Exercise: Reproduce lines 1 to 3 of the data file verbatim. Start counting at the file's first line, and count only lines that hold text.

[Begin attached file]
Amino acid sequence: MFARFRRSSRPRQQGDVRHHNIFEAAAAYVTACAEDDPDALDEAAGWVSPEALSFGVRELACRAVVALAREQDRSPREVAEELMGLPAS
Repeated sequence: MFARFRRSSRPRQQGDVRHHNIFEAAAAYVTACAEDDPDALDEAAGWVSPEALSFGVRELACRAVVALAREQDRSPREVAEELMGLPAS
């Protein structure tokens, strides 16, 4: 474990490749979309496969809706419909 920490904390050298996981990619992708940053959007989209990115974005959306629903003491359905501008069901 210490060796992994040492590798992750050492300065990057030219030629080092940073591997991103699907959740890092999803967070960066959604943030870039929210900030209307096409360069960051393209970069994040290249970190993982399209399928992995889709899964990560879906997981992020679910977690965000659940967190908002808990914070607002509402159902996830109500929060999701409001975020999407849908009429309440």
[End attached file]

Amino acid sequence: MFARFRRSSRPRQQGDVRHHNIFEAAAAYVTACAEDDPDALDEAAGWVSPEALSFGVRELACRAVVALAREQDRSPREVAEELMGLPAS
Repeated sequence: MFARFRRSSRPRQQGDVRHHNIFEAAAAYVTACAEDDPDALDEAAGWVSPEALSFGVRELACRAVVALAREQDRSPREVAEELMGLPAS
């Protein structure tokens, strides 16, 4: 474990490749979309496969809706419909 920490904390050298996981990619992708940053959007989209990115974005959306629903003491359905501008069901 210490060796992994040492590798992750050492300065990057030219030629080092940073591997991103699907959740890092999803967070960066959604943030870039929210900030209307096409360069960051393209970069994040290249970190993982399209399928992995889709899964990560879906997981992020679910977690965000659940967190908002808990914070607002509402159902996830109500929060999701409001975020999407849908009429309440």